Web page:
Mission Impossible: Rogue Nation review: Thrills, chills, wicked heroine and Tom Cruise in control

Gayatri Gauri

Aug 10, 2015 07:22:23 IST

Tom Stuntman Forever-Youngman Cruise is 53 years old and he’s still chasing the ‘impossible’. In the opening sequence of Mission Impossible: Rogue Nation, he runs on to an airplane wing and hangs by its side with death-defying arrogance, at an altitude of a few thousand feet. For real. No CGI. No stunt double. As Alec Baldwin exasperatedly says at one point in Rogue Nation, “Hunt is the living manifestation of destiny”.

Later, since the sky is clearly not enough, Cruise also dives deep into a frightening waterhole, fighting against “airtight” security. He has for company the drop dead gorgeous Ilsa Faust (Rebecca Ferguson) for company. At one point, flashing seductive eyes, she says to him, “Come away with me”. So tempting, but there are a few comrades to die for in Cruise’s to-do list as Ethan Hunt.

Mission Impossible: Rogue Nation review: Thrills, chills, wicked heroine and Tom Cruise in control

Tom Cruise in Mission Impossible Rogue Nation. Image from Facebook.

So that’s the friendship-with-romance angle in the fifth instalment of the Mission Impossible franchise. Whatever happened to Cruise’s wife from the previous series? No one cares. As long as middle-aged Cruise retains his hurricane mojo, it’s all good. As for the camaraderie between the IMF boys, high school friendships are far more convincing than what we see here.

Whenever Cruise (because let’s face it: Ethan Hunt only matters because he’s Cruise) tries to dissuade Benji (Simon Pegg) from joining him, Benji protests in an over-the-top fashion so that we never forget he’s there for comic relief. Sometimes it works . Like when he squeals, ”Join the IMF, see the world. On a screen. From a closet.”

For those looking for Cruise’s regular stunts, sit back, relax and get ready to hold your breath. This film is sheer oxygen for the action junkie. There are four, anxiety-ridden, palpitation-inducing sequences, complete with a hypnotic musical score to match. More than enough for the Mission series fan to leave the theatres, wearing a grin as wide as Cruise’s.

Director and co-writer Christopher McQuarrie, who wrote the memorable The Usual Suspects and The Edge of Tomorrow, doesn’t disappoint. He creates a sinister villain who can give you the chills just with a stroke of his hand across Ilsa’s cheek. Solomon Lane (Sean Harris) is a mild looking man, who stares like a ghost through his glasses, and runs The Syndicate.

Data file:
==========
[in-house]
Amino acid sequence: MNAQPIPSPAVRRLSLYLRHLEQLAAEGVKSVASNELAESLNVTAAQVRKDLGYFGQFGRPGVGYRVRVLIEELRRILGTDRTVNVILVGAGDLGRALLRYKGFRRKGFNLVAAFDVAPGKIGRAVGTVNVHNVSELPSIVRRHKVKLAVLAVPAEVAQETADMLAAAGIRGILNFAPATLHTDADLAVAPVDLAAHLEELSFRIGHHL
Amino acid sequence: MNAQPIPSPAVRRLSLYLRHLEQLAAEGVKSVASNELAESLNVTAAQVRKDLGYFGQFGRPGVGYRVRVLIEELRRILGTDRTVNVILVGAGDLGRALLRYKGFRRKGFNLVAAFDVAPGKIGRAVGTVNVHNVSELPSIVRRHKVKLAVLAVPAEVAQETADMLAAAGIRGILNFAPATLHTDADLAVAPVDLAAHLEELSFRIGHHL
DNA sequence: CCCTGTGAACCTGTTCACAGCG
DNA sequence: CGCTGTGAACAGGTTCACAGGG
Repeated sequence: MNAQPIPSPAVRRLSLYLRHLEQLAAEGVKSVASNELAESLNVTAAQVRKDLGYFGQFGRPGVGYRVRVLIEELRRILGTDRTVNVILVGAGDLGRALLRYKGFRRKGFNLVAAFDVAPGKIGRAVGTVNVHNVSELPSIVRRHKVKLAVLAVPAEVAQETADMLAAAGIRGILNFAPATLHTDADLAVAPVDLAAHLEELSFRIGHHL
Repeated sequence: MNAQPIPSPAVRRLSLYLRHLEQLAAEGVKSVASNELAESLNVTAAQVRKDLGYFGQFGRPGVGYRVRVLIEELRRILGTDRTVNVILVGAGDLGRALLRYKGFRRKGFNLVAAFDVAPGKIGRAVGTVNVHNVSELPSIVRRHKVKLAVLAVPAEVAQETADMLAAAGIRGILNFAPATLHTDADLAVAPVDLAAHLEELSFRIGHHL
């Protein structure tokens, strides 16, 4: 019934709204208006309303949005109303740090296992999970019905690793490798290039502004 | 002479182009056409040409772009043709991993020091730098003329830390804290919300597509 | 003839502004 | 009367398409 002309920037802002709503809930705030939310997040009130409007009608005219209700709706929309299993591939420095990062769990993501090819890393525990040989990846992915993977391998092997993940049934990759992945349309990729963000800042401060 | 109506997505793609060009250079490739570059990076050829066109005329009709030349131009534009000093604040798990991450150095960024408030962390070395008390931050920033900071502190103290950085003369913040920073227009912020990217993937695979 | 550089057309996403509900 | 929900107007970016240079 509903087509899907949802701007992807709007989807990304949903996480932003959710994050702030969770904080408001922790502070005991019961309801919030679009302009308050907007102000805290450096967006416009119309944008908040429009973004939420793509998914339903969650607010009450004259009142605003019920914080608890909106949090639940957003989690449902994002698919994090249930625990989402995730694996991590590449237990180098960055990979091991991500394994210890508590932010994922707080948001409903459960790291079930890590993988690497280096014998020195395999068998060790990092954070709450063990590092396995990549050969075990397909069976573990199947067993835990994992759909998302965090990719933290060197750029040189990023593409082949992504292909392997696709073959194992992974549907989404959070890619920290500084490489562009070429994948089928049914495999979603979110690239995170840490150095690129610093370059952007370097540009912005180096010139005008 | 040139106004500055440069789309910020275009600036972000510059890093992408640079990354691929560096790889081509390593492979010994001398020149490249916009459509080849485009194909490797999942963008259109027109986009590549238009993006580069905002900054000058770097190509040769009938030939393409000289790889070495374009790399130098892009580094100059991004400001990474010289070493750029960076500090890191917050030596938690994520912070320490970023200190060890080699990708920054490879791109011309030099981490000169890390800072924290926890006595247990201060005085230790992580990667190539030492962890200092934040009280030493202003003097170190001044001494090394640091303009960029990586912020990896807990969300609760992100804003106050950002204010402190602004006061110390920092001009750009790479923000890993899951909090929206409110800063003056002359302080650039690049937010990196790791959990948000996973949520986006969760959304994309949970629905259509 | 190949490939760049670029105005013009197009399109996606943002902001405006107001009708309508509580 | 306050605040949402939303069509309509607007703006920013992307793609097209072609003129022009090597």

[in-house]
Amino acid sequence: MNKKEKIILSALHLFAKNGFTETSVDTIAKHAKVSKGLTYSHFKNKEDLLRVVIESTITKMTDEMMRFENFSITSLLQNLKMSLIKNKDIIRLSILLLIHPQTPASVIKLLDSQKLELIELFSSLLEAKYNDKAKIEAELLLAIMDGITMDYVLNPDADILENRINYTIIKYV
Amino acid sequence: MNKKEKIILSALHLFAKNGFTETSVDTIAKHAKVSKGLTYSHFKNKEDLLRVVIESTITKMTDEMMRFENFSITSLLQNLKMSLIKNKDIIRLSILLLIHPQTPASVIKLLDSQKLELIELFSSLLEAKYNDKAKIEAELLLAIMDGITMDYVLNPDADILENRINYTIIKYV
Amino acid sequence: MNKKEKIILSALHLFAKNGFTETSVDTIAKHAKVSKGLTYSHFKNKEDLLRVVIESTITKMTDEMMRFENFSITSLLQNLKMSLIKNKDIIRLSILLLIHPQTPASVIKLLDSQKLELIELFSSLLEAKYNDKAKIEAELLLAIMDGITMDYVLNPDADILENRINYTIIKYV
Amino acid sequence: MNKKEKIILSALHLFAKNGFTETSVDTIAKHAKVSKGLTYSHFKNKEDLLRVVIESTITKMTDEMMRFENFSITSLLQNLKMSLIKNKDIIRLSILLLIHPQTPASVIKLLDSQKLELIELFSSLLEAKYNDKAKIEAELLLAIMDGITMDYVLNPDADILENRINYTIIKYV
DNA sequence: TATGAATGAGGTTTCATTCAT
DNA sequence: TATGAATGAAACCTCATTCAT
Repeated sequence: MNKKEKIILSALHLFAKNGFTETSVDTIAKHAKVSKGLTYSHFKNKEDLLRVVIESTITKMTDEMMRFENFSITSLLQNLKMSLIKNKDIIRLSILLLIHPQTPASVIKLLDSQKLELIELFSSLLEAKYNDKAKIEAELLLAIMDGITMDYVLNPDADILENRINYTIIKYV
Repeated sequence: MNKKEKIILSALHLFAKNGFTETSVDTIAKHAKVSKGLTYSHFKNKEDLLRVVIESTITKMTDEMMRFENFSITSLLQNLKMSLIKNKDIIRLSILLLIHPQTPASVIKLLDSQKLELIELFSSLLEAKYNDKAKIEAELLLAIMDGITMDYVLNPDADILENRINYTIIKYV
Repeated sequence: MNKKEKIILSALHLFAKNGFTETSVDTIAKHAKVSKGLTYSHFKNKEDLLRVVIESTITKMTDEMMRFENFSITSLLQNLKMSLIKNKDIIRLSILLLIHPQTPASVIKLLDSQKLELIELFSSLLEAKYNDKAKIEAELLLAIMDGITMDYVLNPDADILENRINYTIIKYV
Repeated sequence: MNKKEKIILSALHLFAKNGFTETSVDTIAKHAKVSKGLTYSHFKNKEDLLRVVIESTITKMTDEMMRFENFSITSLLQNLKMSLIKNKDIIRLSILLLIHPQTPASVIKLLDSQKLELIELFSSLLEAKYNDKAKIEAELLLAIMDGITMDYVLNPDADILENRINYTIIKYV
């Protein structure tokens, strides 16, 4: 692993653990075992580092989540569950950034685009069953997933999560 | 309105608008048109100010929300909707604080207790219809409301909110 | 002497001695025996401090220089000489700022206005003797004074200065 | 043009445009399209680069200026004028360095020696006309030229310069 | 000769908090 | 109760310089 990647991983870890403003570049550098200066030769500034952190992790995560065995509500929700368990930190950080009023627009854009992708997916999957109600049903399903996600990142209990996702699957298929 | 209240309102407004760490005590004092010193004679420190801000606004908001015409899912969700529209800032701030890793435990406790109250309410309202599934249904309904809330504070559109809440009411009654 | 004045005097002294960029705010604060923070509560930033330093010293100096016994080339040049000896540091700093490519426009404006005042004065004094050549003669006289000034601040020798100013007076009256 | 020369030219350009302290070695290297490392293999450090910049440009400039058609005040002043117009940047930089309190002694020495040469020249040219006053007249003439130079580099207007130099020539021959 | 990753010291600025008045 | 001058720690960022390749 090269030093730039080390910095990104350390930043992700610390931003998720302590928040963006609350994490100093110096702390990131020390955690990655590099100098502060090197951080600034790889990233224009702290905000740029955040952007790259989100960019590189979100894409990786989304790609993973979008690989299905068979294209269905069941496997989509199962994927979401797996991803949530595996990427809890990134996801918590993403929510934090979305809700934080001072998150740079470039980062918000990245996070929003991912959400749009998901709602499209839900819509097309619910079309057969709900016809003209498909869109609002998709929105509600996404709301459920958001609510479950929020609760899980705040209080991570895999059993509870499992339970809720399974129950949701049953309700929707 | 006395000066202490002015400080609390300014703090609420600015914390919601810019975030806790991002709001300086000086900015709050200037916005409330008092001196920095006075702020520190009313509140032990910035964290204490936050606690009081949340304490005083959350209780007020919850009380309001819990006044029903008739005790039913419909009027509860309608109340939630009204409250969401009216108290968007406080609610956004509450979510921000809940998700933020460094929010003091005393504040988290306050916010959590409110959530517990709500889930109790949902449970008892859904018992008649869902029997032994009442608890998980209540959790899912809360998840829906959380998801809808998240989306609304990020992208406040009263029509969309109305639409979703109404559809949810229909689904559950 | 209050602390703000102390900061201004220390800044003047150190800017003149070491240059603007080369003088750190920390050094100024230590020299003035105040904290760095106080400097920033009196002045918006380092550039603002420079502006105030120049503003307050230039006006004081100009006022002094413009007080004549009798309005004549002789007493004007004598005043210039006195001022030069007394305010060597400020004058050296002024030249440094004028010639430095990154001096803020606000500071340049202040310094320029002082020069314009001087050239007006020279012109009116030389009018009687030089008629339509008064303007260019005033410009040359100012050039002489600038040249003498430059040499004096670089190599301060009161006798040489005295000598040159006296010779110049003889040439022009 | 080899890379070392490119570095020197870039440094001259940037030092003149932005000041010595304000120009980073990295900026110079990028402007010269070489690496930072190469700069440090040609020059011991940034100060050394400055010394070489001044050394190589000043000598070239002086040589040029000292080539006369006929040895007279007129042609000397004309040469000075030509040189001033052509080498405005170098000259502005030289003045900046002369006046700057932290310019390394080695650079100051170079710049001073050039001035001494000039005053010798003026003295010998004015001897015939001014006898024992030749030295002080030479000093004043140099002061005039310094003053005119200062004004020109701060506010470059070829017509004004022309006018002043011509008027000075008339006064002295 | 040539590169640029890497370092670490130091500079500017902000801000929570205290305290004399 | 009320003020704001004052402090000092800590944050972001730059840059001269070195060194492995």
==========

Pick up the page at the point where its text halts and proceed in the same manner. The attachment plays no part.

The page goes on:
Cruise/Hunt is out to expose The Syndicate and prove a point to the CIA director, who has dissolved the IMF force, which had been led by William Brandt (Jeremy Renner). This means Cruise/ Hunt has two opponents—the CIA and Lane’s Syndicate. Somewhere during chases across Paris, Vienna, Morocco and London, Ilsa and her slimy boss, Atlee (Simon McBurney) get involved. How? It’s complicated. Suffice to say there’s more to Ilsa that meets the eye, and what meets the eye is pleasing at every level.

Whether Isla is climbing a stairway while flashing a thigh-high slit of her evening gown, or emerging out of a pool in a bikini a la Bond girls, or breaking necks with smooth dexterity, or out-riding a gang of leather-clad bikers, Fergusson is magnificent.

She also gives ample opportunity for Cruise to show off his skills. It’s all spectacular enough for you to abandon logic entirely. So, as Cruise vrooms after Ilsa and smoothly negotiates hairpin bends at breakneck speed, one dismisses how he'd just been inside a car that somersaulted and toppled over a few times. Oh, and seconds before that, he was almost given up as dead. And much before that, our stunt ace was performing like a circus artiste across ropes and planks in the backstage of a theatre, while the Vienna State Opera played below him.

McQuarrie and his cinematographer manoeuvre the camera and choreograph fight scenes beautifully, particularly in the scene with the theatre. They match the increasing tempo of the fight to the accompanying music. If there has to be a reason to watch this film, it is this sequence. Those familiar with Alfred Hitchcock’s The Man Who Knew Too Much may feel nostalgic.

McQuarrie's Rogue Nation takes care of all the expected elements, including the stunts, spy gadgets and the one masterstroke from Cruise that will save the day. In keeping with the series' bombastic pace, there's little reason to complain. As for Cruise ageing — now that's the real mission impossible.

Updated Date: Aug 10, 2015 07:27:34 IST